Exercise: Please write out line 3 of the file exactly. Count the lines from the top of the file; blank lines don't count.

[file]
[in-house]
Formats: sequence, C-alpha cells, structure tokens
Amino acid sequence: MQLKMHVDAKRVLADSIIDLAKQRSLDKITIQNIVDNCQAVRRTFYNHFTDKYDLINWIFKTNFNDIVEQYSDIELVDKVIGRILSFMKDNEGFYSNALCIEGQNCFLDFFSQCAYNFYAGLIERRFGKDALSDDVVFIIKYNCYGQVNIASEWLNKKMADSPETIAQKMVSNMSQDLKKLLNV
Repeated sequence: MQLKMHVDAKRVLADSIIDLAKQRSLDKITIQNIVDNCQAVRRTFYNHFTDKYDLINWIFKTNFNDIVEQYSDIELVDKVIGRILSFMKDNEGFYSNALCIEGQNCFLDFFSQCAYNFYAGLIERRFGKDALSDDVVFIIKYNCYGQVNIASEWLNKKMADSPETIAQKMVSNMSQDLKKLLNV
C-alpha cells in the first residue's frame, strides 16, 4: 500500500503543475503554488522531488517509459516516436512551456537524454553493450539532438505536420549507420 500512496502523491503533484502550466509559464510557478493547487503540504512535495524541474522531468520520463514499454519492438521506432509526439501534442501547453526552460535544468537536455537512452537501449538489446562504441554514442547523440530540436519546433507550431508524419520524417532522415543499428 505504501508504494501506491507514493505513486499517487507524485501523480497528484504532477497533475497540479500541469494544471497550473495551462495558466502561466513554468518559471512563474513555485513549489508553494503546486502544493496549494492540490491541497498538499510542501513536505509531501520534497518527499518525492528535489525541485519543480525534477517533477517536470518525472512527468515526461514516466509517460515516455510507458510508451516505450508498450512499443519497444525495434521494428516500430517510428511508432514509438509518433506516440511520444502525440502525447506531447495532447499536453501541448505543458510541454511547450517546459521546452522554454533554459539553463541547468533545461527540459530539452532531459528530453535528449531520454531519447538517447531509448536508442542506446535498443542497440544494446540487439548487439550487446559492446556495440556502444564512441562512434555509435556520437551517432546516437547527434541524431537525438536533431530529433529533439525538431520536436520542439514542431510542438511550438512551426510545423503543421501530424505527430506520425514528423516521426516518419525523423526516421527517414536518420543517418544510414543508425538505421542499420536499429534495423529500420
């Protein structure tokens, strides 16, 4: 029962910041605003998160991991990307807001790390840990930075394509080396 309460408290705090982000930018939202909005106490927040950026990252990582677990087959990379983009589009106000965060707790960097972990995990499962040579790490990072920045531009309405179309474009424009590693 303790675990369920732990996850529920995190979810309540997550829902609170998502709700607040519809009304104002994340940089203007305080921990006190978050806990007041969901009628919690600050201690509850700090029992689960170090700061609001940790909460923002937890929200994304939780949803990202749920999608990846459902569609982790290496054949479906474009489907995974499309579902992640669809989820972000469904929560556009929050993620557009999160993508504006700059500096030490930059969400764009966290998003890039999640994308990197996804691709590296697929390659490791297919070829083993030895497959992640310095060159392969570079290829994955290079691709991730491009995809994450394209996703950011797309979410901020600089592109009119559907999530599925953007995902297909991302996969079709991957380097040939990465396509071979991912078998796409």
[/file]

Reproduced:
Amino acid sequence: MQLKMHVDAKRVLADSIIDLAKQRSLDKITIQNIVDNCQAVRRTFYNHFTDKYDLINWIFKTNFNDIVEQYSDIELVDKVIGRILSFMKDNEGFYSNALCIEGQNCFLDFFSQCAYNFYAGLIERRFGKDALSDDVVFIIKYNCYGQVNIASEWLNKKMADSPETIAQKMVSNMSQDLKKLLNV